News / Europe

    Governments Warn of Nuclear Terrorism Threat

    International Atomic Energy Agency (IAEA) Director General Yukiya Amano gestures during a conference on nuclear safety at the IAEA headquarters in Vienna, Austria, July 1, 2013.
    International Atomic Energy Agency (IAEA) Director General Yukiya Amano gestures during a conference on nuclear safety at the IAEA headquarters in Vienna, Austria, July 1, 2013.
    Reuters
    More action is needed to prevent militants acquiring plutonium or highly-enriched uranium that could be used in bombs, governments agreed at a meeting on nuclear security in Vienna on Monday, without deciding on any concrete steps.
     
    A declaration adopted by more than 120 states at the meeting said “substantial progress” had been made in recent years to improve nuclear security globally, but it was not enough.
     
    Analysts say radical groups could theoretically build a crude but deadly nuclear bomb if they had the money, technical knowledge and materials needed.
     
    Ministers remained “concerned about the threat of nuclear and radiological terrorism ... More needs to be done to further strengthen nuclear security worldwide”, the statement said.
     
    The document “encouraged” states to take various measures such as minimizing the use of highly-enriched uranium, but some diplomats said they would have preferred firmer commitments.
     
    Many countries regard nuclear security as a sensitive political issue that should be handled primarily by national authorities. This was reflected in the statement's language.
     
    Still, Yukiya Amano, director general of the International Atomic Energy Agency (IAEA), which hosted the conference, said the agreement was “very robust” and represented a major step forward.
     
    Radical groups'`nuclear ambitions'
     
    Amano earlier warned the IAEA-hosted conference against a “false sense of security” over the danger of nuclear terrorism.
     
    Holding up a small lead container that was used to try to traffic highly-enriched uranium in Moldova two years ago, the U.N. nuclear chief said it showed a “worrying level of knowledge on the part of the smugglers”.
     
    “This case ended well,” he said, referring to the fact that the material was seized and arrests were made. But he added: “We cannot be sure if such cases are just the tip of the iceberg.”
     
    Obtaining weapons-grade fissile material - highly-enriched uranium or plutonium - poses the biggest challenge for militant groups, so it must be kept secure both at civilian and military facilities, experts say.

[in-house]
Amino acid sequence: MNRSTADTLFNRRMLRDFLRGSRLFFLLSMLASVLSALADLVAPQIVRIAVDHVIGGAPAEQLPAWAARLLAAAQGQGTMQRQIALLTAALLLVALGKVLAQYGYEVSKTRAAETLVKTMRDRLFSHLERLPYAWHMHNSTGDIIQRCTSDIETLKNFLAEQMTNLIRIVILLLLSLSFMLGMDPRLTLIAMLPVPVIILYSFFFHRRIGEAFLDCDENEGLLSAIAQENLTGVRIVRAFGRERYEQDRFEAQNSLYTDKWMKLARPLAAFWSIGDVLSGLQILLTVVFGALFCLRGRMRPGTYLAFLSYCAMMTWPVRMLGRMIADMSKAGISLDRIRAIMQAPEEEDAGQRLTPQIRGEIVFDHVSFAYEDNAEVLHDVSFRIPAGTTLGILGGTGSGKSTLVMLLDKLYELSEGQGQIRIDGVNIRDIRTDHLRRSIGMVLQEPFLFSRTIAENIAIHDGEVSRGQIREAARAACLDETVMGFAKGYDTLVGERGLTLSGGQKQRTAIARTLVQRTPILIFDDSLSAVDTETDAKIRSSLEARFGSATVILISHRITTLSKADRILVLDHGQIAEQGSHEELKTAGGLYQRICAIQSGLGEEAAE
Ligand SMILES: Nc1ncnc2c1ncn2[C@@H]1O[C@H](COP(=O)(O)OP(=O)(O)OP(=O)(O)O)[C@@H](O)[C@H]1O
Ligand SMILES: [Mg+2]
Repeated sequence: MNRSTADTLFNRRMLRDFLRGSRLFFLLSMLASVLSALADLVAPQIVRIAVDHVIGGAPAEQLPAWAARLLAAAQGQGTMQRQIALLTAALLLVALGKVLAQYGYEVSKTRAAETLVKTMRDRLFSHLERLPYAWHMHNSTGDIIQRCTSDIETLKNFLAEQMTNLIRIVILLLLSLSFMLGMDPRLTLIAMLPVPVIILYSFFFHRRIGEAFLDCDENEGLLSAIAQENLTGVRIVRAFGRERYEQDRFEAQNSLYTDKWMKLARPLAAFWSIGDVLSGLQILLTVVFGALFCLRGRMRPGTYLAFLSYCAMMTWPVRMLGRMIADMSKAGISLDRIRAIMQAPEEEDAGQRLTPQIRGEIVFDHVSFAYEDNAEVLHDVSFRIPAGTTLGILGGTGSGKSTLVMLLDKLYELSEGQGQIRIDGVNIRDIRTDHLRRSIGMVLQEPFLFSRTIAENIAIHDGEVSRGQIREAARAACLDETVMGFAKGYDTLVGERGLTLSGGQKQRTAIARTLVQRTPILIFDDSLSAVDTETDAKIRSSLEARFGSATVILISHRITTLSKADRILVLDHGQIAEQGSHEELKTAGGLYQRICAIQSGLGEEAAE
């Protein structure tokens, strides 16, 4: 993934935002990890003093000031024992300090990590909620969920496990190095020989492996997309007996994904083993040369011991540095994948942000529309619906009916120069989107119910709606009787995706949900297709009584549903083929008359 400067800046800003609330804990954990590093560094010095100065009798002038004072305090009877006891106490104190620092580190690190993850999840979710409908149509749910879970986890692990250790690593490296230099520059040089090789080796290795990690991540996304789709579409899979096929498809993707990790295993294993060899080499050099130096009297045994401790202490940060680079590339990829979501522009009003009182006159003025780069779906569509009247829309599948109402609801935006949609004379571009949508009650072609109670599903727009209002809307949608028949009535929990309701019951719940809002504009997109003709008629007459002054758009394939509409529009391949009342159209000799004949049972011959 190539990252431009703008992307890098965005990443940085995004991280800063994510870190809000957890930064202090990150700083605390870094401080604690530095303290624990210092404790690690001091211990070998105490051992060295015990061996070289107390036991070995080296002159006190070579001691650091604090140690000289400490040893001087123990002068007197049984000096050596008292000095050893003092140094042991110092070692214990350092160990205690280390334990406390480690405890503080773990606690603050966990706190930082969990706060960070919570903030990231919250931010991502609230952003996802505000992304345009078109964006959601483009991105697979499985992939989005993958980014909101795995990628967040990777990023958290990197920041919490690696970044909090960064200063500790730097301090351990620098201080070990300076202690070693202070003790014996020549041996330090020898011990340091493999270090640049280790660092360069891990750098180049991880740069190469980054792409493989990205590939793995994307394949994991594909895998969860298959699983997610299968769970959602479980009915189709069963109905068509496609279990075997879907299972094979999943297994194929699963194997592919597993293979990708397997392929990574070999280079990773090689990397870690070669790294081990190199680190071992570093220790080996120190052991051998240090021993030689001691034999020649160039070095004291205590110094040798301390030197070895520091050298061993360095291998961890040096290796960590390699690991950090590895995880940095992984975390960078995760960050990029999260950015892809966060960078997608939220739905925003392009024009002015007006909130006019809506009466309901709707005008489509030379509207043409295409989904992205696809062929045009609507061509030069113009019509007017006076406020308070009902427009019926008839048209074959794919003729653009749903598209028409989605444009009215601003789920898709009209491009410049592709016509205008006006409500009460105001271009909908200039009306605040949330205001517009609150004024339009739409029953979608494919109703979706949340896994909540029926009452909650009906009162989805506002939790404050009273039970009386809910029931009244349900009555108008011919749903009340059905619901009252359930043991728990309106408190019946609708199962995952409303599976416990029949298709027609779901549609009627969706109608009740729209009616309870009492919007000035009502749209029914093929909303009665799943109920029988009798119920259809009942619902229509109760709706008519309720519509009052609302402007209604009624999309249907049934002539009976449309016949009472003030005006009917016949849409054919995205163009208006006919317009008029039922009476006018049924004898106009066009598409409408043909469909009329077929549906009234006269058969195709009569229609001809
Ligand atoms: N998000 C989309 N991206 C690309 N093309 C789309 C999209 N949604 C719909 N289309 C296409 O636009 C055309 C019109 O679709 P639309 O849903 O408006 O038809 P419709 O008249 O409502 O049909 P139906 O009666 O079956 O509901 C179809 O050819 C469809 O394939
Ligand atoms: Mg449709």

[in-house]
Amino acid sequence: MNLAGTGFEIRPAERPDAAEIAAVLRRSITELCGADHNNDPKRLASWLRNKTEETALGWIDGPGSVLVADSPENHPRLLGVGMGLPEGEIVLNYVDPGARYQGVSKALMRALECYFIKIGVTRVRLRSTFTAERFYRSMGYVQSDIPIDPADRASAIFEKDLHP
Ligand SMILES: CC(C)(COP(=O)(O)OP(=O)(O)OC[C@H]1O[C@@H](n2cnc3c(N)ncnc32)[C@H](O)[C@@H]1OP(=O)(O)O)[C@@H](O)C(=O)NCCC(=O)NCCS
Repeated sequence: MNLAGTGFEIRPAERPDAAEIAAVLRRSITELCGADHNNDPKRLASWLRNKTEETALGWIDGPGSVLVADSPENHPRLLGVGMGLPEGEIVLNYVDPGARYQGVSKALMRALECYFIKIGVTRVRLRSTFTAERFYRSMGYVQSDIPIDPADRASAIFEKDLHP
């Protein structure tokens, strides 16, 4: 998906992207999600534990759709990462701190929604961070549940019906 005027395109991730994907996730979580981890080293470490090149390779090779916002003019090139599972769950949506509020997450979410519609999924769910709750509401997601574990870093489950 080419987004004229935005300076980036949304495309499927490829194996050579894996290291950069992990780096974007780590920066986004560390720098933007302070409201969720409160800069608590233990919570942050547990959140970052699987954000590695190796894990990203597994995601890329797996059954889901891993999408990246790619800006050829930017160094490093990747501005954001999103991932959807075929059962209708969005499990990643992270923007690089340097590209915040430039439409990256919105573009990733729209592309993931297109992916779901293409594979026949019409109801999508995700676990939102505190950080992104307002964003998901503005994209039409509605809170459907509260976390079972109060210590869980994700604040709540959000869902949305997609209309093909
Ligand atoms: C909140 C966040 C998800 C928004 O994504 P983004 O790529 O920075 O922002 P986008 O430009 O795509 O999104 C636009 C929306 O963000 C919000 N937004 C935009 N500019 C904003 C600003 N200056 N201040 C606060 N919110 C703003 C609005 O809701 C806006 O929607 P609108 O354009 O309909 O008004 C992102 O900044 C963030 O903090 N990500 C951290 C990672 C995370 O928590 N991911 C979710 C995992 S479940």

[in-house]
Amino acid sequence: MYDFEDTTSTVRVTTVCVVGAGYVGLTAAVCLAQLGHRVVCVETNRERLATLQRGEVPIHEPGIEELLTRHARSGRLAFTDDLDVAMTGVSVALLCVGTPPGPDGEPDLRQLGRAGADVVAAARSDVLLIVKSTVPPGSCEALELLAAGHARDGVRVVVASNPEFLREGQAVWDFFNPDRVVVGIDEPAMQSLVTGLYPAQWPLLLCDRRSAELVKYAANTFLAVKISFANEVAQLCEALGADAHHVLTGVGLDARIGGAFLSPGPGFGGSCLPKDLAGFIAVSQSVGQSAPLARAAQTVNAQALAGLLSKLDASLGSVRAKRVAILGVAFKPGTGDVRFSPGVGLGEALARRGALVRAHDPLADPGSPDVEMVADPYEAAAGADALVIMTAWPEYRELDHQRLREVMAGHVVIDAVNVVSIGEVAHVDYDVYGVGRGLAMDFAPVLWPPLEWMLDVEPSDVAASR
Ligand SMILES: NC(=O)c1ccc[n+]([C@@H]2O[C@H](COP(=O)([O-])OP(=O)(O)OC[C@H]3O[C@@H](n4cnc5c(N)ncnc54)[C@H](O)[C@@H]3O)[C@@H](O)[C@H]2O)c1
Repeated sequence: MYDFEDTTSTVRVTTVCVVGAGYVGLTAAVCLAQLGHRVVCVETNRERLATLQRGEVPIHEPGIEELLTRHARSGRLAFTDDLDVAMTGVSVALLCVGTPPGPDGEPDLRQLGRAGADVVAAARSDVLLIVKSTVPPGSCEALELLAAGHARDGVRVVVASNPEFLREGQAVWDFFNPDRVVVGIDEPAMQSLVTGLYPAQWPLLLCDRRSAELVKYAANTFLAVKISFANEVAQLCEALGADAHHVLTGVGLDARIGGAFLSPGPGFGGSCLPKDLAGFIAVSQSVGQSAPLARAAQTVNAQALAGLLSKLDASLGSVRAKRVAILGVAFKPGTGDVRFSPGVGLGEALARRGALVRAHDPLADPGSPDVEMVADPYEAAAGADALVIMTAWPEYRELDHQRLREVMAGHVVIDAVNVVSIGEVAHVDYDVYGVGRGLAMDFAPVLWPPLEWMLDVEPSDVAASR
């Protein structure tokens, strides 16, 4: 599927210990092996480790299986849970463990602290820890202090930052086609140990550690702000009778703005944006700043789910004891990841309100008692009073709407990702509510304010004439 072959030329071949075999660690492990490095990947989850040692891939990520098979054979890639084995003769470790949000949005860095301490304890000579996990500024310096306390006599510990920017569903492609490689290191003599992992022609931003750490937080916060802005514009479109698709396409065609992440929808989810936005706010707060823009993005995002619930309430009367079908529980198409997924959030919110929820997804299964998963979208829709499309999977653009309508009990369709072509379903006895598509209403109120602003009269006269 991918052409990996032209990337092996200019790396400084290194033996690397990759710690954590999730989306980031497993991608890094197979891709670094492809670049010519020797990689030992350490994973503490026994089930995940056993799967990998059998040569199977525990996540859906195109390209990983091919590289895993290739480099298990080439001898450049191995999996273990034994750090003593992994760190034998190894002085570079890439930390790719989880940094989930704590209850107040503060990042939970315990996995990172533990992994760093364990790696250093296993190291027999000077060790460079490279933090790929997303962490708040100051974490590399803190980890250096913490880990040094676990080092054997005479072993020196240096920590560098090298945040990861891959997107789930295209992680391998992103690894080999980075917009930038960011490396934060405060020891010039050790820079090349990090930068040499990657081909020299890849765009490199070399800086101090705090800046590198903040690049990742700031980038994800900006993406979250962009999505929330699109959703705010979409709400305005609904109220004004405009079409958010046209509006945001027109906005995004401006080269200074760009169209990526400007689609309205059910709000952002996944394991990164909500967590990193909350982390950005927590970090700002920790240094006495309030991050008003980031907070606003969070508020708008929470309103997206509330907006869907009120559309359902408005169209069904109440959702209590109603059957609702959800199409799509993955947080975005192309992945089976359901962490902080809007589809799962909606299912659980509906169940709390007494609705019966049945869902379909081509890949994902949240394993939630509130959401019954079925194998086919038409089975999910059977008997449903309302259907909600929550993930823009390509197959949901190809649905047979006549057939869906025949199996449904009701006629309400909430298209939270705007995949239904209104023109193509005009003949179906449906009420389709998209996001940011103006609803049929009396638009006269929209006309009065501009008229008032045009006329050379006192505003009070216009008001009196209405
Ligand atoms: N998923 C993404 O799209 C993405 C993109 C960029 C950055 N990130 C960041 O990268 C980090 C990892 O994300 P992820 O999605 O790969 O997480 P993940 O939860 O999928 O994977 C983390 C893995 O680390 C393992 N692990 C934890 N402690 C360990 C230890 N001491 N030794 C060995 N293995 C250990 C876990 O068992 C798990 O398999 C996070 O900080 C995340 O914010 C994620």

An apple-sized amount of plutonium in a nuclear device and detonated in a highly-populated area could instantly kill or wound hundreds of thousands of people, according to the Nuclear Security Governance Experts Group (NSGEG) lobby group.
     
    But experts say a so-called “dirty bomb” is a more likely threat than a nuclear bomb. In a dirty bomb, conventional explosives are used to disperse radiation from a radioactive source, which can be found in hospitals or other places that are generally not very well protected.
     
    More than a hundred incidents of thefts and other unauthorized activities involving nuclear and radioactive material are reported to the IAEA every year, Amano said.
     
    “Some material goes missing and is never found,” he said.
     
    U.S. Energy Secretary Ernest Moniz said al-Qaida was still likely to be trying to obtain nuclear material for a weapon.
     
    “Despite the strides we have made in dismantling core al-Qaida we should expect its adherents ... to continue trying to achieve their nuclear ambitions,” he said.

    You May Like

    US, Allies Discuss Next Steps in Islamic State Fight

    Meeting comes a day after US Navy SEAL was killed while fighting Islamic State forces in northern Iraq

    In China, Traditional Banks Fight Challenge From Internet Firms

    Internet companies lent more than $150 billion to customers in 2015, which is an extremely small amount compared to the much larger lending by commercial banks last year

    Trump Faces Tough Presidential Odds Against Clinton

    Numerous national election surveys show former secretary of state defeating presumptive Republican nominee with tough talk to halt illegal immigration and temporarily block Muslims from entering country

    Featured Videos

    Your JavaScript is turned off or you have an old version of Adobe's Flash Player. Get the latest Flash player.
    Press Freedom in Myanmar Fragile, Limitedi
    X
    Katie Arnold
    May 04, 2016 12:31 PM
    As Myanmar begins a new era with a democratically elected government, many issues of the past confront the new leadership. Among them is press freedom in a country where journalists have been routinely harassed or jailed.
    Video

    Video Press Freedom in Myanmar Fragile, Limited